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Maps, filters and accumulators

How good is the C language for implementing maps, filters and
accumulators?

SCHEME programmers would be able to pass procedures as arguments quite
easily, whereas C programmers would - I guess - have use variadic
function pointers which is frankly disgusting, and I'm not even sure I
want to sit down and hack at the language in that way.

Your thoughts? Any libraries you could refer me to?

Cheers, Matt

Sep 1 '06 #1
10 1885
In article <11************ **********@i3g2 000cwc.googlegr oups.com>,
ballpointpenthi ef <ba************ ***@yahoo.co.uk wrote:
>How good is the C language for implementing maps, filters and
accumulators ?

SCHEME programmers would be able to pass procedures as arguments quite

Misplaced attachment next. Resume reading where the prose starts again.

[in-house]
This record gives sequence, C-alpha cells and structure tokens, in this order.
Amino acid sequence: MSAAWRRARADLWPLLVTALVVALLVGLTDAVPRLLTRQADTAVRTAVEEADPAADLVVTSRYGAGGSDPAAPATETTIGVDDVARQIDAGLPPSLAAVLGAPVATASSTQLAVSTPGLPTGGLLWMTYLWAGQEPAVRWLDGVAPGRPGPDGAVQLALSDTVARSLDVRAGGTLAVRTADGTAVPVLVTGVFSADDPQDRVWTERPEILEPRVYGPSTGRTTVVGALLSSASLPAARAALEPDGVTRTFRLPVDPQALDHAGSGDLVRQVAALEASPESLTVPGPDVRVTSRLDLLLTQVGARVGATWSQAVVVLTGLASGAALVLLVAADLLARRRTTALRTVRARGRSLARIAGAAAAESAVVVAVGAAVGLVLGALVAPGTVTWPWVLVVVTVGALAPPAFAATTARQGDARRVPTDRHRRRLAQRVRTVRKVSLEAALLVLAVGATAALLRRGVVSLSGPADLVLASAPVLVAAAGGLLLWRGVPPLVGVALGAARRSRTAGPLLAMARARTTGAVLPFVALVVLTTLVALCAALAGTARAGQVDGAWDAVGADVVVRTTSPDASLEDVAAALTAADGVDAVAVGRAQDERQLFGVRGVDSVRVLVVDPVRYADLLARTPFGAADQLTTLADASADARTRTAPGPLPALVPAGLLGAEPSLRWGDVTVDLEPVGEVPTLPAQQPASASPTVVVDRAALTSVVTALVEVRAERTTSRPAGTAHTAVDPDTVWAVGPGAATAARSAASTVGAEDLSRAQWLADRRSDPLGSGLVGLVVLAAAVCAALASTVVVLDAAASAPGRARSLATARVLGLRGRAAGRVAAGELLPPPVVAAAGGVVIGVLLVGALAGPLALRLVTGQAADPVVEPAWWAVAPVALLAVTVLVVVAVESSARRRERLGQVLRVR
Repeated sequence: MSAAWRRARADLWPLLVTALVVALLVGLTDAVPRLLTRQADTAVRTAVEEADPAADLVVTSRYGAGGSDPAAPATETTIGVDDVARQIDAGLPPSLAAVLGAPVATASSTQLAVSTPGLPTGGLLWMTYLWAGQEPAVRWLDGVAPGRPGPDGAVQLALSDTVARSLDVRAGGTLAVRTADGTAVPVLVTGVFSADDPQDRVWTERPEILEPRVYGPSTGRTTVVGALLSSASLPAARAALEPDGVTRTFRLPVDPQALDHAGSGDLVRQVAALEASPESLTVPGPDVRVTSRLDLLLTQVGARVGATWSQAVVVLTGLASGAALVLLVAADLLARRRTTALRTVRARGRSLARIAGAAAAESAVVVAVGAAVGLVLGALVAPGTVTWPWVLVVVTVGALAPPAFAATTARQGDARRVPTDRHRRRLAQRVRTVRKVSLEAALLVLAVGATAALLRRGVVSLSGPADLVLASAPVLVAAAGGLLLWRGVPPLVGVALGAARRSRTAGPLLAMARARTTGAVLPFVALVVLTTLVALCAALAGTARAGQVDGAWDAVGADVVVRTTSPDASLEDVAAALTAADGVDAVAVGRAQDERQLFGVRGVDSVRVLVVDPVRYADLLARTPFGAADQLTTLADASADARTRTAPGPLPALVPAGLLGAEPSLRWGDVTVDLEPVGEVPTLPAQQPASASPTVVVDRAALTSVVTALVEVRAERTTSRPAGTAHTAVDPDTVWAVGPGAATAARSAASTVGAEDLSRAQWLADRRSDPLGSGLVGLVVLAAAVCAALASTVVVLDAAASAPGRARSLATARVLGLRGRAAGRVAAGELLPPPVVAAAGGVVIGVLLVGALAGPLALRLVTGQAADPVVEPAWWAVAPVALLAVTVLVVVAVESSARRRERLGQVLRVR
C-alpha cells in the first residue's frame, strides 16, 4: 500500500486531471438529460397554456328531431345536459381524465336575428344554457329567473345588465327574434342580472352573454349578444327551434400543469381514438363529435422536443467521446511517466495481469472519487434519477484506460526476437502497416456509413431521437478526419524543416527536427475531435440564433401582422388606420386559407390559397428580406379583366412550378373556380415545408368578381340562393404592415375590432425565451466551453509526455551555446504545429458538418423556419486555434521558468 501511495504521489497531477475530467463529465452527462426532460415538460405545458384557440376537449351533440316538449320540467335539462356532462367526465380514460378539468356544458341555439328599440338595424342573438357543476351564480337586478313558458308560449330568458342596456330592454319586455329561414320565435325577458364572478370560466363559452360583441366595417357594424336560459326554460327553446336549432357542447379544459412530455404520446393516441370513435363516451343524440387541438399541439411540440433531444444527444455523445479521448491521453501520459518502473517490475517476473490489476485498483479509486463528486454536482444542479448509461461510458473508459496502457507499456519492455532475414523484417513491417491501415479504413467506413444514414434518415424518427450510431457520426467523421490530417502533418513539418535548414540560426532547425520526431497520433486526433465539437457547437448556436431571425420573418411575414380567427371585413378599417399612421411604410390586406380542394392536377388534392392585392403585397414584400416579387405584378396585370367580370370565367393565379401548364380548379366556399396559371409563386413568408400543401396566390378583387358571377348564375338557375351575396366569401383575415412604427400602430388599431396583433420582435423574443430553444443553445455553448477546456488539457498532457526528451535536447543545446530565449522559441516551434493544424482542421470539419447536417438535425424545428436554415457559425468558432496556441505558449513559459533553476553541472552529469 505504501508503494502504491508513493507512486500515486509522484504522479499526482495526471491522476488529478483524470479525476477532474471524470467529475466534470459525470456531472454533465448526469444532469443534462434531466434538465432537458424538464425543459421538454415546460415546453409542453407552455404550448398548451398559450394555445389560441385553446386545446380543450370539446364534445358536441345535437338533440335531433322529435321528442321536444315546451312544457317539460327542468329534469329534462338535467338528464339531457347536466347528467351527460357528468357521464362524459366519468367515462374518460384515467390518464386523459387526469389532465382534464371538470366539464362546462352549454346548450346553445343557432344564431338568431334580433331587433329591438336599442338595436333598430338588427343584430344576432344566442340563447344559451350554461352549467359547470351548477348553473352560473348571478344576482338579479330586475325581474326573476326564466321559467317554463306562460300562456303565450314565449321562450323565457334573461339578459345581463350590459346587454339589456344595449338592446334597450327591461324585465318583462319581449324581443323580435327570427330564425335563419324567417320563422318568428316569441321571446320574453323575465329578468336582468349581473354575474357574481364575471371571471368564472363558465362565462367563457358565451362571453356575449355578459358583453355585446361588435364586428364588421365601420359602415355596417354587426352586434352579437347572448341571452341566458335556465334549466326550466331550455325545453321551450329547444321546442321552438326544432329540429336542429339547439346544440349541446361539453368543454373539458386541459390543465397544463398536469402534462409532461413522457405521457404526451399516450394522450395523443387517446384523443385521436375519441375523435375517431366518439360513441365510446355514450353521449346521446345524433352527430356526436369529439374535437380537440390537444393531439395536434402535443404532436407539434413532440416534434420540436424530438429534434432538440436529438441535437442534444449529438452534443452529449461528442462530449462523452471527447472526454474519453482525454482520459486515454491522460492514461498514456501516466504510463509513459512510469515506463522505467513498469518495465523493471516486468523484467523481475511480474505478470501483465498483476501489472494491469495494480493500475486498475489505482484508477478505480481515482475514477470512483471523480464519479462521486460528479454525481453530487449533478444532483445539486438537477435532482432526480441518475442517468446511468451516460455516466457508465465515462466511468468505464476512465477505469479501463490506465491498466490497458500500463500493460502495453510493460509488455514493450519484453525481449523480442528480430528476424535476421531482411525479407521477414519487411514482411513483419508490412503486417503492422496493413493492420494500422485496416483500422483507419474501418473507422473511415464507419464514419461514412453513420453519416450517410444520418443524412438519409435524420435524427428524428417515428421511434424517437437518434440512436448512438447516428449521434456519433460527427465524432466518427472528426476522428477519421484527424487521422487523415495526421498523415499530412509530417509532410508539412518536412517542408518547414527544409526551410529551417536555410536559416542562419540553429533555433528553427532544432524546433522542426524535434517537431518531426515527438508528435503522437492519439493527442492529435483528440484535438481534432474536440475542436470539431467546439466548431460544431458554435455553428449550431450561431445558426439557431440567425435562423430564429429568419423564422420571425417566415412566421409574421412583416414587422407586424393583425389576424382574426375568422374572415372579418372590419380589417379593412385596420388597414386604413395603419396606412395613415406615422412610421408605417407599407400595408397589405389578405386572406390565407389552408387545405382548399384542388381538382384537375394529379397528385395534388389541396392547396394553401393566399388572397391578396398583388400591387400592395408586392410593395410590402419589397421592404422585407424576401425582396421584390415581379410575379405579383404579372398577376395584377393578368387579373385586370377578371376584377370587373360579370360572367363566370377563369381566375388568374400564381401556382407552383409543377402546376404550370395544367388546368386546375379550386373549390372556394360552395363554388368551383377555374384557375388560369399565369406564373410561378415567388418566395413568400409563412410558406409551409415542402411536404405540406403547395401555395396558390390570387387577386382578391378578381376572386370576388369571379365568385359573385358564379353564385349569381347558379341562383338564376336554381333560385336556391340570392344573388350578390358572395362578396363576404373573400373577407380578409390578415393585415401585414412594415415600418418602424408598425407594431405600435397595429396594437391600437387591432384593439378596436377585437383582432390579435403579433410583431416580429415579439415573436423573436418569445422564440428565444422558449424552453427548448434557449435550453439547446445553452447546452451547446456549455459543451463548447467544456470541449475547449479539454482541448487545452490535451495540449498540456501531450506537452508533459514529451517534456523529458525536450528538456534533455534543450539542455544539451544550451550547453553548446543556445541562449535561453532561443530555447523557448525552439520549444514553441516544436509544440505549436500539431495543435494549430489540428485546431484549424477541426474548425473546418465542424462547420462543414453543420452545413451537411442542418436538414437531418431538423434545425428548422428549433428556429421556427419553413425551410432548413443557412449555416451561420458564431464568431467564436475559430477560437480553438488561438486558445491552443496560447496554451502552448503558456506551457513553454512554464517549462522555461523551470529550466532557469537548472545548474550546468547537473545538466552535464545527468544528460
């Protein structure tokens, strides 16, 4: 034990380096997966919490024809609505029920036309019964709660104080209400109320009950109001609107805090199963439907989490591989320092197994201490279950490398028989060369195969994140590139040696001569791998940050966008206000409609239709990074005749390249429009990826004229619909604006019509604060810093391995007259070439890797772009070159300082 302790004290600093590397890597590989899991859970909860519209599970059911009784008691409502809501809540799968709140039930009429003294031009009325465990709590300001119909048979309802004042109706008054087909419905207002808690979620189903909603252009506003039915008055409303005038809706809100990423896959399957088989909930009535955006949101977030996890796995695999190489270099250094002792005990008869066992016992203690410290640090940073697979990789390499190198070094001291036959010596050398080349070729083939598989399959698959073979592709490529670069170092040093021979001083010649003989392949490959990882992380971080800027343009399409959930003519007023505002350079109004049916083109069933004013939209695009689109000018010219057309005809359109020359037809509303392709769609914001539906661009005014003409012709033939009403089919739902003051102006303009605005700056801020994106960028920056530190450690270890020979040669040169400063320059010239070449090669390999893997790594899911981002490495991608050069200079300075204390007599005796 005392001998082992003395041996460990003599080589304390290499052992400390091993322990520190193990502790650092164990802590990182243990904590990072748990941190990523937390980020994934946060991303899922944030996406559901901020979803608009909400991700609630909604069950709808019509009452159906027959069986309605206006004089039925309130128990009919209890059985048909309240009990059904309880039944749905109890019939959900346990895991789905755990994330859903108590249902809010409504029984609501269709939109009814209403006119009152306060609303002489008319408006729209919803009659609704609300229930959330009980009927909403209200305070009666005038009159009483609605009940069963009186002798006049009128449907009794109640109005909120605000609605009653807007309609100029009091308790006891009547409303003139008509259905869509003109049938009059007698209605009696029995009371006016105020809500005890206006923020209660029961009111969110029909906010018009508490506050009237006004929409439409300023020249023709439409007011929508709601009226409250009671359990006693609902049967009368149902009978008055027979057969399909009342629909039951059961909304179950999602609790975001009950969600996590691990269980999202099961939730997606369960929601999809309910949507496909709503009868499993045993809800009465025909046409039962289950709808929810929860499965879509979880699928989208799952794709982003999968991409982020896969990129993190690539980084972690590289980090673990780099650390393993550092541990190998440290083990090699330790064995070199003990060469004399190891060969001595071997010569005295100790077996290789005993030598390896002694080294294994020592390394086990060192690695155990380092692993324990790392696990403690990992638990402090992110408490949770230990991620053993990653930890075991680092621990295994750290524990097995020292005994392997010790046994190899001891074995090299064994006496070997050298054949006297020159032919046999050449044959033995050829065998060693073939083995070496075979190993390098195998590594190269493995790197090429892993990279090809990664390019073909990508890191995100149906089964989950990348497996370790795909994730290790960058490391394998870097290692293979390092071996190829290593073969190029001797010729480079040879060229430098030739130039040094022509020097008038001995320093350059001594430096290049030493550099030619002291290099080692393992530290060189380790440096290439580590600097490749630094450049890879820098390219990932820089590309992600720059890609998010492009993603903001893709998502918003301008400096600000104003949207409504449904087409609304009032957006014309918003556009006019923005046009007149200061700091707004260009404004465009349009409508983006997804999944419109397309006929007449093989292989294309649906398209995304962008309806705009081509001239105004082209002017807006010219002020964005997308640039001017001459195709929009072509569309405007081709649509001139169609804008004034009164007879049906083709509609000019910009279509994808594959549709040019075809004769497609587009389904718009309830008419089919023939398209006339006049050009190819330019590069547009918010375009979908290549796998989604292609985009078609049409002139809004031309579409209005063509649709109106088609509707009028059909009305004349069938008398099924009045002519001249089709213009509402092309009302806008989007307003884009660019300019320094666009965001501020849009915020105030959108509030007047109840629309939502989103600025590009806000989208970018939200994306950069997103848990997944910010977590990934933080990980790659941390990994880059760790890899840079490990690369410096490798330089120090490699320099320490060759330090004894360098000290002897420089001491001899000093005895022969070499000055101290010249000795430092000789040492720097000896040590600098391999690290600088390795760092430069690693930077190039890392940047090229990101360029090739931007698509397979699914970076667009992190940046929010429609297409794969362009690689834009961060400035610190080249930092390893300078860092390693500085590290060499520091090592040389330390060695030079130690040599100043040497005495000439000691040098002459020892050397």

easily, whereas C programmers would - I guess - have use variadic
function pointers which is frankly disgusting, and I'm not even sure I
want to sit down and hack at the language in that way.

Your thoughts? Any libraries you could refer me to?
C programmers can pass pointers to functions around with (almost) the
same ease that Scheme programmers can pass the functions themselves,
and can use them in much the same way.
C doesn't have anonymous functions or closures, and you may miss those,
but anonymous functions are "only" a notational convenience (if sometimes
a major one!) and closures can be faked, if you control the interfaces
along the entire chain of callers that ends up invoking the function,
by passing a pointer to a struct containing anything that needs to last
longer than a single invocation of the function.

They don't have to be variadic functions (and trying to do it that way